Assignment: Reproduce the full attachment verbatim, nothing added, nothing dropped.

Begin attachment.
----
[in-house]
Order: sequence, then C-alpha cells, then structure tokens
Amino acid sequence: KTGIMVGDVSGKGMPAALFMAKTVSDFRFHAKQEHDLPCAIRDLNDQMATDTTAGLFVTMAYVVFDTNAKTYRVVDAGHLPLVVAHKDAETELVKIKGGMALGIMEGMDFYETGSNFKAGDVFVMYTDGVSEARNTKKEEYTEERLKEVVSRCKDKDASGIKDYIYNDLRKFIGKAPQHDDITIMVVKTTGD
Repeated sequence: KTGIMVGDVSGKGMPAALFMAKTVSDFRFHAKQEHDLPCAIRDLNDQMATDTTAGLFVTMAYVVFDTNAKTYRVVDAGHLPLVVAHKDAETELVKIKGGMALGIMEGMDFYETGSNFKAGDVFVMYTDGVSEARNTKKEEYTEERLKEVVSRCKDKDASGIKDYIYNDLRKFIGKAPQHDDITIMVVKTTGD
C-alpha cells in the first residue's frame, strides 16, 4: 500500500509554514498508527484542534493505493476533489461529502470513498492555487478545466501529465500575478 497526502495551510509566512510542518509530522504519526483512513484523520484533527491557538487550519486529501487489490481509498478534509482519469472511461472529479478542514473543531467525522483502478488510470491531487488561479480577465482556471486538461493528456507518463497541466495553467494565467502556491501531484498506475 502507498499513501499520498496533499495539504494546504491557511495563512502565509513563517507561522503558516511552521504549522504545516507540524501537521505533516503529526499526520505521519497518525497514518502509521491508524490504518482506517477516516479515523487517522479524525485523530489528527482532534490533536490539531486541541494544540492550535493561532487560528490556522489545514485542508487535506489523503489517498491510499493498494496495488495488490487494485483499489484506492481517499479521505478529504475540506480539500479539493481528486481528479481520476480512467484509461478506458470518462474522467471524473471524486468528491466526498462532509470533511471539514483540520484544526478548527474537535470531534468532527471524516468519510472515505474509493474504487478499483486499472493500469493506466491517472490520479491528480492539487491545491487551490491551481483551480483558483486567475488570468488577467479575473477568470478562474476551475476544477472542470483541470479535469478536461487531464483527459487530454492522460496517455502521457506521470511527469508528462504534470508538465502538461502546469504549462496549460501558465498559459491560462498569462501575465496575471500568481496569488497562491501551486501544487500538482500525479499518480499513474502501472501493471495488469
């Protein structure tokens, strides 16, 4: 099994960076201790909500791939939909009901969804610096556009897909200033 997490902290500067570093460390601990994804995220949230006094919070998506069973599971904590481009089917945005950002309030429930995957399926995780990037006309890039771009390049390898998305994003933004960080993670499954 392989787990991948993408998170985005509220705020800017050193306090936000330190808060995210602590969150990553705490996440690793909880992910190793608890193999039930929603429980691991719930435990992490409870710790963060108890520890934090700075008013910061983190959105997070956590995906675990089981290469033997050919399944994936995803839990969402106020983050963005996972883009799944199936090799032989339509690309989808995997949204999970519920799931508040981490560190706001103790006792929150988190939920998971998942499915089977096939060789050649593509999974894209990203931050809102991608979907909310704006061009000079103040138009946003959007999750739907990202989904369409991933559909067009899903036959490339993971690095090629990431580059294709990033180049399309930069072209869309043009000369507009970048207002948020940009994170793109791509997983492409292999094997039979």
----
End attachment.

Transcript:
[in-house]
Order: sequence, then C-alpha cells, then structure tokens
Amino acid sequence: KTGIMVGDVSGKGMPAALFMAKTVSDFRFHAKQEHDLPCAIRDLNDQMATDTTAGLFVTMAYVVFDTNAKTYRVVDAGHLPLVVAHKDAETELVKIKGGMALGIMEGMDFYETGSNFKAGDVFVMYTDGVSEARNTKKEEYTEERLKEVVSRCKDKDASGIKDYIYNDLRKFIGKAPQHDDITIMVVKTTGD
Repeated sequence: KTGIMVGDVSGKGMPAALFMAKTVSDFRFHAKQEHDLPCAIRDLNDQMATDTTAGLFVTMAYVVFDTNAKTYRVVDAGHLPLVVAHKDAETELVKIKGGMALGIMEGMDFYETGSNFKAGDVFVMYTDGVSEARNTKKEEYTEERLKEVVSRCKDKDASGIKDYIYNDLRKFIGKAPQHDDITIMVVKTTGD
C-alpha cells in the first residue's frame, strides 16, 4: 500500500509554514498508527484542534493505493476533489461529502470513498492555487478545466501529465500575478 497526502495551510509566512510542518509530522504519526483512513484523520484533527491557538487550519486529501487489490481509498478534509482519469472511461472529479478542514473543531467525522483502478488510470491531487488561479480577465482556471486538461493528456507518463497541466495553467494565467502556491501531484498506475 502507498499513501499520498496533499495539504494546504491557511495563512502565509513563517507561522503558516511552521504549522504545516507540524501537521505533516503529526499526520505521519497518525497514518502509521491508524490504518482506517477516516479515523487517522479524525485523530489528527482532534490533536490539531486541541494544540492550535493561532487560528490556522489545514485542508487535506489523503489517498491510499493498494496495488495488490487494485483499489484506492481517499479521505478529504475540506480539500479539493481528486481528479481520476480512467484509461478506458470518462474522467471524473471524486468528491466526498462532509470533511471539514483540520484544526478548527474537535470531534468532527471524516468519510472515505474509493474504487478499483486499472493500469493506466491517472490520479491528480492539487491545491487551490491551481483551480483558483486567475488570468488577467479575473477568470478562474476551475476544477472542470483541470479535469478536461487531464483527459487530454492522460496517455502521457506521470511527469508528462504534470508538465502538461502546469504549462496549460501558465498559459491560462498569462501575465496575471500568481496569488497562491501551486501544487500538482500525479499518480499513474502501472501493471495488469
């Protein structure tokens, strides 16, 4: 099994960076201790909500791939939909009901969804610096556009897909200033 997490902290500067570093460390601990994804995220949230006094919070998506069973599971904590481009089917945005950002309030429930995957399926995780990037006309890039771009390049390898998305994003933004960080993670499954 392989787990991948993408998170985005509220705020800017050193306090936000330190808060995210602590969150990553705490996440690793909880992910190793608890193999039930929603429980691991719930435990992490409870710790963060108890520890934090700075008013910061983190959105997070956590995906675990089981290469033997050919399944994936995803839990969402106020983050963005996972883009799944199936090799032989339509690309989808995997949204999970519920799931508040981490560190706001103790006792929150988190939920998971998942499915089977096939060789050649593509999974894209990203931050809102991608979907909310704006061009000079103040138009946003959007999750739907990202989904369409991933559909067009899903036959490339993971690095090629990431580059294709990033180049399309930069072209869309043009000369507009970048207002948020940009994170793109791509997983492409292999094997039979």